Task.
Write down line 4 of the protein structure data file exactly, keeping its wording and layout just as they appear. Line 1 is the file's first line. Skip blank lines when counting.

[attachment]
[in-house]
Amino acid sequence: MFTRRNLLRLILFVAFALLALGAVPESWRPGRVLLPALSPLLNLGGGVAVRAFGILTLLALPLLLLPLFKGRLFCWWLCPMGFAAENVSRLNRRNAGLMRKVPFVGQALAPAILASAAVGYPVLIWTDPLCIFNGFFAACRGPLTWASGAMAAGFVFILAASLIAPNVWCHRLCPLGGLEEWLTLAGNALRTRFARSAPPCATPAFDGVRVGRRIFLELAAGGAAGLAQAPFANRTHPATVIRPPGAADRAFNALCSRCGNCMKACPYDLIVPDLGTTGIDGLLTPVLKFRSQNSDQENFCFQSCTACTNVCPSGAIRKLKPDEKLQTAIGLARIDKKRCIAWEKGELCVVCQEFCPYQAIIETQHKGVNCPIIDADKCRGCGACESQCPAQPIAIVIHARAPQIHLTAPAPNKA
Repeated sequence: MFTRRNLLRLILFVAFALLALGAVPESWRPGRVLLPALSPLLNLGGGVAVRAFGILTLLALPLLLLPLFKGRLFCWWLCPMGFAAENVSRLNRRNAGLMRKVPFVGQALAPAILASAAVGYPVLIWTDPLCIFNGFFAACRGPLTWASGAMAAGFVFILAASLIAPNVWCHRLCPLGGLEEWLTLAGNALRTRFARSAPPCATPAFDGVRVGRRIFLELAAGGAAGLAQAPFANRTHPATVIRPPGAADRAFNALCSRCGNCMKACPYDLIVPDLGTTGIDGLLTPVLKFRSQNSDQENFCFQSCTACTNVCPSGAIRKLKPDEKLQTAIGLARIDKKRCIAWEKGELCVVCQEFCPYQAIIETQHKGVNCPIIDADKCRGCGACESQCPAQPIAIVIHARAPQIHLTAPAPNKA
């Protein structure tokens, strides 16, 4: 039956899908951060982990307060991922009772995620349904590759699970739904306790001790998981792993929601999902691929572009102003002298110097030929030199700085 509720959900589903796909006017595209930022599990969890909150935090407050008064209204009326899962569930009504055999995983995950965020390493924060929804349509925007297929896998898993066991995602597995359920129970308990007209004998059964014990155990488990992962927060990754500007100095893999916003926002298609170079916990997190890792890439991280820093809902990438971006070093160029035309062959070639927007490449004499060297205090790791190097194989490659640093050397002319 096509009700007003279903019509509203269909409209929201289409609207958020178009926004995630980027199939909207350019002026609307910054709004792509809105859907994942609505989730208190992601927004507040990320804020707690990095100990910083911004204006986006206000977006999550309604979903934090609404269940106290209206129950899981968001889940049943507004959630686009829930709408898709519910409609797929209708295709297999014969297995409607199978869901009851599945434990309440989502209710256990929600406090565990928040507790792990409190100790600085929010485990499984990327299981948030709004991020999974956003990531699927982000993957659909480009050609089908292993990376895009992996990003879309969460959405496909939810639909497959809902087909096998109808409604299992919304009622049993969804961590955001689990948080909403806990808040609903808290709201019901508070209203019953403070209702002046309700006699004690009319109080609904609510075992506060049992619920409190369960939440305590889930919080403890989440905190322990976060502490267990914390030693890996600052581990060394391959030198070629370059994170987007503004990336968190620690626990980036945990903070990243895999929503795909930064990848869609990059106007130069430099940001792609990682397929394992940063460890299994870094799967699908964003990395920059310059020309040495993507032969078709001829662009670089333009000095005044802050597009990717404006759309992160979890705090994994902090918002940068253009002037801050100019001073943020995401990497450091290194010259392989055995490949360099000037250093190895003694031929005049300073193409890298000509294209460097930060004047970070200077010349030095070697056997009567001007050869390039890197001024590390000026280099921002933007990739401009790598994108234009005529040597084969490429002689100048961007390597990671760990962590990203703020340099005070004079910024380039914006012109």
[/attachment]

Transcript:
């Protein structure tokens, strides 16, 4: 039956899908951060982990307060991922009772995620349904590759699970739904306790001790998981792993929601999902691929572009102003002298110097030929030199700085 509720959900589903796909006017595209930022599990969890909150935090407050008064209204009326899962569930009504055999995983995950965020390493924060929804349509925007297929896998898993066991995602597995359920129970308990007209004998059964014990155990488990992962927060990754500007100095893999916003926002298609170079916990997190890792890439991280820093809902990438971006070093160029035309062959070639927007490449004499060297205090790791190097194989490659640093050397002319 096509009700007003279903019509509203269909409209929201289409609207958020178009926004995630980027199939909207350019002026609307910054709004792509809105859907994942609505989730208190992601927004507040990320804020707690990095100990910083911004204006986006206000977006999550309604979903934090609404269940106290209206129950899981968001889940049943507004959630686009829930709408898709519910409609797929209708295709297999014969297995409607199978869901009851599945434990309440989502209710256990929600406090565990928040507790792990409190100790600085929010485990499984990327299981948030709004991020999974956003990531699927982000993957659909480009050609089908292993990376895009992996990003879309969460959405496909939810639909497959809902087909096998109808409604299992919304009622049993969804961590955001689990948080909403806990808040609903808290709201019901508070209203019953403070209702002046309700006699004690009319109080609904609510075992506060049992619920409190369960939440305590889930919080403890989440905190322990976060502490267990914390030693890996600052581990060394391959030198070629370059994170987007503004990336968190620690626990980036945990903070990243895999929503795909930064990848869609990059106007130069430099940001792609990682397929394992940063460890299994870094799967699908964003990395920059310059020309040495993507032969078709001829662009670089333009000095005044802050597009990717404006759309992160979890705090994994902090918002940068253009002037801050100019001073943020995401990497450091290194010259392989055995490949360099000037250093190895003694031929005049300073193409890298000509294209460097930060004047970070200077010349030095070697056997009567001007050869390039890197001024590390000026280099921002933007990739401009790598994108234009005529040597084969490429002689100048961007390597990671760990962590990203703020340099005070004079910024380039914006012109």